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Traditional African Healing Ceremony in a U.S. Population

The safety and scientific validity of this study is the responsibility of the study sponsor and investigators. Listing a study does not mean it has been evaluated by the U.S. Federal Government. Read our disclaimer for details. Identifier: NCT01873482
Recruitment Status : Completed
First Posted : June 10, 2013
Last Update Posted : November 3, 2014
Information provided by (Responsible Party):
Duke University

Tracking Information
First Submitted Date  ICMJE June 5, 2013
First Posted Date  ICMJE June 10, 2013
Last Update Posted Date November 3, 2014
Study Start Date  ICMJE May 2014
Actual Primary Completion Date May 2014   (Final data collection date for primary outcome measure)
Current Primary Outcome Measures  ICMJE
 (submitted: June 6, 2013)
Report from each participant as to whether they found the experience positive, neutral or negative. [ Time Frame: During the first hour after the intervention ]
Original Primary Outcome Measures  ICMJE Same as current
Change History Complete list of historical versions of study NCT01873482 on Archive Site
Current Secondary Outcome Measures  ICMJE
 (submitted: June 6, 2013)
written narrative of experience [ Time Frame: During the first hour after the intervention ]
Original Secondary Outcome Measures  ICMJE Same as current
Current Other Pre-specified Outcome Measures
 (submitted: June 6, 2013)
Encounter group discussion [ Time Frame: During the first hour after the intervention ]
Original Other Pre-specified Outcome Measures Same as current
Descriptive Information
Brief Title  ICMJE Traditional African Healing Ceremony in a U.S. Population
Official Title  ICMJE Traditional African Healing Ceremony in a U.S. Population
Brief Summary Pre-agricultural societies almost universally used healing ceremonies that involved reverence, rhythm and dance in the presence of a healer. It is believed that we are "wired" for such experiences and they foster an integrative mode of consciousness similar to that of mindfulness based stress reduction, which has been shown to have therapeutic effects in a variety of conditions. Collaborator Ava Lavonne Vinesett of the Duke Dance Program has developed a healing ceremony based in sub-Saharan African traditions. The investigators plan is to have 25 subjects with a variety of clinical conditions participate in this ceremony. Subjects will then be asked to write a commentary about their experience and to participate in a focus group discussion. It is anticipated that the study will give us some idea of how promising this approach would be and what kinds of patients might benefit. Safety issues are minimal and include the possibility of injury (though the dancing is not strenuous) and psychological distress.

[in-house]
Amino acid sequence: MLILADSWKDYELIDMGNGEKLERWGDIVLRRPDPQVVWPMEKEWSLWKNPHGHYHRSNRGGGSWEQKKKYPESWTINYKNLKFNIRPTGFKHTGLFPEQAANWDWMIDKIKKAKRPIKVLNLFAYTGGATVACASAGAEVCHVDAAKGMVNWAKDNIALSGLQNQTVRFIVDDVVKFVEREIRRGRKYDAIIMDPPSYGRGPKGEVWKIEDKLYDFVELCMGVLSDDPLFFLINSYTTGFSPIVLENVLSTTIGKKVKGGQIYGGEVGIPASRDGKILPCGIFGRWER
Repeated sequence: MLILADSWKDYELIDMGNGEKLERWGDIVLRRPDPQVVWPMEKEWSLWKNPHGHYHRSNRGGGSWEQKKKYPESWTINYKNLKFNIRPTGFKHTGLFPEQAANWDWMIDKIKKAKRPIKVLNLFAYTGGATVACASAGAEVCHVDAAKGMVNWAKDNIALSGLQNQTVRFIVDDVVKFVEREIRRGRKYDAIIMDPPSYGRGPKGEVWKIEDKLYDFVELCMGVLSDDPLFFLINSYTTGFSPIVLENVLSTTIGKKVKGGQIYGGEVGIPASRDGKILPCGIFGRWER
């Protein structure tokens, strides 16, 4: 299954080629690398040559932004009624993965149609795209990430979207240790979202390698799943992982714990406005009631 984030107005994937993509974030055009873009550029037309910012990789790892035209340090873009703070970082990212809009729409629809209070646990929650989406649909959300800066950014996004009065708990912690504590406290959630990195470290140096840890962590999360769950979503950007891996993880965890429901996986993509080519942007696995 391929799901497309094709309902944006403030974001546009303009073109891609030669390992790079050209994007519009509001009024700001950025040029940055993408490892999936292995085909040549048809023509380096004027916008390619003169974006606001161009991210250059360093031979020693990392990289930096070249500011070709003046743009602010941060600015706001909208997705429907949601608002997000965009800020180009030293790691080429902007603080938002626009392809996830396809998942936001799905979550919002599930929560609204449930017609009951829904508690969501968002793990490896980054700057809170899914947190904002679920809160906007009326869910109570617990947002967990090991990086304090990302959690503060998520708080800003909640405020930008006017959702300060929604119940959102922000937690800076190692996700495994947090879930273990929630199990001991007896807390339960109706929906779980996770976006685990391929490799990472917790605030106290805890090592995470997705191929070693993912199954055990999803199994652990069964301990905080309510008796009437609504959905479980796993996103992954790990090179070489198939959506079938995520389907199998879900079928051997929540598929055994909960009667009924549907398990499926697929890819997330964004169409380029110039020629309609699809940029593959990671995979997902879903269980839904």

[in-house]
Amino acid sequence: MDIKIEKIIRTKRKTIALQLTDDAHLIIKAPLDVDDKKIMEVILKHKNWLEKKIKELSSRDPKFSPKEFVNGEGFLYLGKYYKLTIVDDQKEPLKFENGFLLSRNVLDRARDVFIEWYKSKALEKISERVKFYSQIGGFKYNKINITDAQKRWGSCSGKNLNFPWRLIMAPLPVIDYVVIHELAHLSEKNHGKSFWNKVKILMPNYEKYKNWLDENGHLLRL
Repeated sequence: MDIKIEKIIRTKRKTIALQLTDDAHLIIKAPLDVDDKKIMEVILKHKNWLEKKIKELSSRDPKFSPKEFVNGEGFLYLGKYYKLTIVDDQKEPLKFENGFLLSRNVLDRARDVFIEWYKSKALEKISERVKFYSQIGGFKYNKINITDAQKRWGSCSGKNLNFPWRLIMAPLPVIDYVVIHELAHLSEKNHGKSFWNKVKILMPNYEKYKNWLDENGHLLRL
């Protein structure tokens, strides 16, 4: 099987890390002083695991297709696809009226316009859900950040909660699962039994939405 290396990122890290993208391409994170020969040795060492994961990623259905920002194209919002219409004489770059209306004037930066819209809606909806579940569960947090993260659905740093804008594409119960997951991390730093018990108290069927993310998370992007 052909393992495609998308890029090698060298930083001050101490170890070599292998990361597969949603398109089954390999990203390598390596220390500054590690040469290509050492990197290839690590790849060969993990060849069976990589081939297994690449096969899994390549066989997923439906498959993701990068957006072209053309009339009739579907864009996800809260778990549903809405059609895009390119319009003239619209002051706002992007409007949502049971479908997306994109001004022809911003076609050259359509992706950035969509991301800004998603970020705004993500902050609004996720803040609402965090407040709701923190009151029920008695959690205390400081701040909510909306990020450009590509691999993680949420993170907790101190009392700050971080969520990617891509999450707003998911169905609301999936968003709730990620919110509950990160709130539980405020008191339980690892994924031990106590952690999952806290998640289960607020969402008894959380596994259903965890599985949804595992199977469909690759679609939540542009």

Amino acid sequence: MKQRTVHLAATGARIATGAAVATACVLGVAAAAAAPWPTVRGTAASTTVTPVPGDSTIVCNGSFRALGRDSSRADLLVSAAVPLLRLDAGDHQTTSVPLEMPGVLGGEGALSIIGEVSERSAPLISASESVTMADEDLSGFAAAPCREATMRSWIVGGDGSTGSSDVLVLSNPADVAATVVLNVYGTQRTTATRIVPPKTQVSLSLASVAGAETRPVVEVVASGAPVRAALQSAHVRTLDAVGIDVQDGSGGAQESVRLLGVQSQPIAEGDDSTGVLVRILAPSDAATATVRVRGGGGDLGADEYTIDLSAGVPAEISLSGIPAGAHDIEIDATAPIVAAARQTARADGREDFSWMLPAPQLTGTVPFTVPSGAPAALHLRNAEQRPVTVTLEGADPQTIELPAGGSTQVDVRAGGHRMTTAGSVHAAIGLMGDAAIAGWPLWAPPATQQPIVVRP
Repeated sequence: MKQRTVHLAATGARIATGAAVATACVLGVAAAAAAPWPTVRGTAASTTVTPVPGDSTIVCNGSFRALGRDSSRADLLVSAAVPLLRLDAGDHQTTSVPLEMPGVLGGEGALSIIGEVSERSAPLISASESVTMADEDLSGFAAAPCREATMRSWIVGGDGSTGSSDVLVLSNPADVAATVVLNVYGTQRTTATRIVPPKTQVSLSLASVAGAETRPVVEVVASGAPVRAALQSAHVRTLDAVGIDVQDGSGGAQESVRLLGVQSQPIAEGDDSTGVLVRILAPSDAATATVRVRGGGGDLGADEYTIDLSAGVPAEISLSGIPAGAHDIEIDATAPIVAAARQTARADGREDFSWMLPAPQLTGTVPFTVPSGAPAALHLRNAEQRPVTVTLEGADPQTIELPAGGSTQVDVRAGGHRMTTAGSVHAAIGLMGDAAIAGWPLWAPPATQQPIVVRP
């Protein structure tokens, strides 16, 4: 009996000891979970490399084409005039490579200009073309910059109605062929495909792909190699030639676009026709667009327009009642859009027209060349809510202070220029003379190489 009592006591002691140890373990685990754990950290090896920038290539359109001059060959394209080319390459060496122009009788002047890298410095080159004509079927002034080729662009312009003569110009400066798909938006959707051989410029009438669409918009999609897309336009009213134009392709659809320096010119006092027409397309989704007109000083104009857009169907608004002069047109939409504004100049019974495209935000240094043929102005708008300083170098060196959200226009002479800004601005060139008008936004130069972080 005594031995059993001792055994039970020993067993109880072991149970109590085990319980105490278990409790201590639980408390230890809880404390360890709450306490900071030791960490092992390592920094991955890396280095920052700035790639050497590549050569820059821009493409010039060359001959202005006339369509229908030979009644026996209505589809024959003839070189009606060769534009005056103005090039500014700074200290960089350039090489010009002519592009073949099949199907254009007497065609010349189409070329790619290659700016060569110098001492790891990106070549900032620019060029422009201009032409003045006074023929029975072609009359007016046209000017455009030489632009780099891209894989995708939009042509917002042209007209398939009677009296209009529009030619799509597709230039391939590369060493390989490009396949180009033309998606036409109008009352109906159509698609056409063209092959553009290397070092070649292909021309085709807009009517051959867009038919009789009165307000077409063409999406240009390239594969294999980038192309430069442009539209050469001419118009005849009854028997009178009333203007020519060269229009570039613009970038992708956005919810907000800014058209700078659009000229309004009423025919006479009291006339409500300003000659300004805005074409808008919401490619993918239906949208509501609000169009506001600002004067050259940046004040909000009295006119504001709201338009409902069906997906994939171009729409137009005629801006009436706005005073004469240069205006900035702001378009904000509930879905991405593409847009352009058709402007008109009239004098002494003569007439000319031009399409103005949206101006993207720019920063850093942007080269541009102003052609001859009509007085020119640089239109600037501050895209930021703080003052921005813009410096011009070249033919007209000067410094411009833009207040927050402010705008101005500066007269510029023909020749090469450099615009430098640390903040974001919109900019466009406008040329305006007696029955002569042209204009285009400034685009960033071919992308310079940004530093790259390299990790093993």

Detailed Description Not Provided
Study Type  ICMJE Interventional
Study Phase  ICMJE Not Applicable
Study Design  ICMJE Intervention Model: Single Group Assignment
Masking: None (Open Label)
Primary Purpose: Supportive Care
Condition  ICMJE
  • Chronic Fatigue Syndrome
  • Anxiety
  • Depression
  • Cancer
Intervention  ICMJE Behavioral: Movement to rhythm
Movement to rhythm
Study Arms  ICMJE Experimental: Movement with rhythm
Subjects will move for 1 hour in time to the Congolese rhythm called Zebola.
Intervention: Behavioral: Movement to rhythm
Publications * Not Provided

*   Includes publications given by the data provider as well as publications identified by Identifier (NCT Number) in Medline.
Recruitment Information
Recruitment Status  ICMJE Completed
Actual Enrollment  ICMJE
 (submitted: October 31, 2014)
Original Estimated Enrollment  ICMJE
 (submitted: June 6, 2013)
Study Completion Date  ICMJE Not Provided
Actual Primary Completion Date May 2014   (Final data collection date for primary outcome measure)
Eligibility Criteria  ICMJE

Inclusion Criteria:

  • Age 25 to 65 with one of the diagnoses listed above or with 8 visits to their provider in the last year and with no diagnosis of chronic illness.

Exclusion Criteria:

  • physical disability making participation difficult and previous experience with a similar ceremony, for instance while growing up in Africa.
Sex/Gender  ICMJE
Sexes Eligible for Study: All
Ages  ICMJE 25 Years to 65 Years   (Adult, Older Adult)
Accepts Healthy Volunteers  ICMJE No
Contacts  ICMJE Contact information is only displayed when the study is recruiting subjects
Listed Location Countries  ICMJE United States
Removed Location Countries  
Administrative Information
NCT Number  ICMJE NCT01873482
Other Study ID Numbers  ICMJE Pro00042492
Has Data Monitoring Committee Not Provided
U.S. FDA-regulated Product Not Provided
IPD Sharing Statement  ICMJE Not Provided
Responsible Party Duke University
Study Sponsor  ICMJE Duke University
Collaborators  ICMJE Not Provided
Investigators  ICMJE
Principal Investigator: Kenneth Wilson, MD Duke University
PRS Account Duke University
Verification Date October 2014

ICMJE     Data element required by the International Committee of Medical Journal Editors and the World Health Organization ICTRP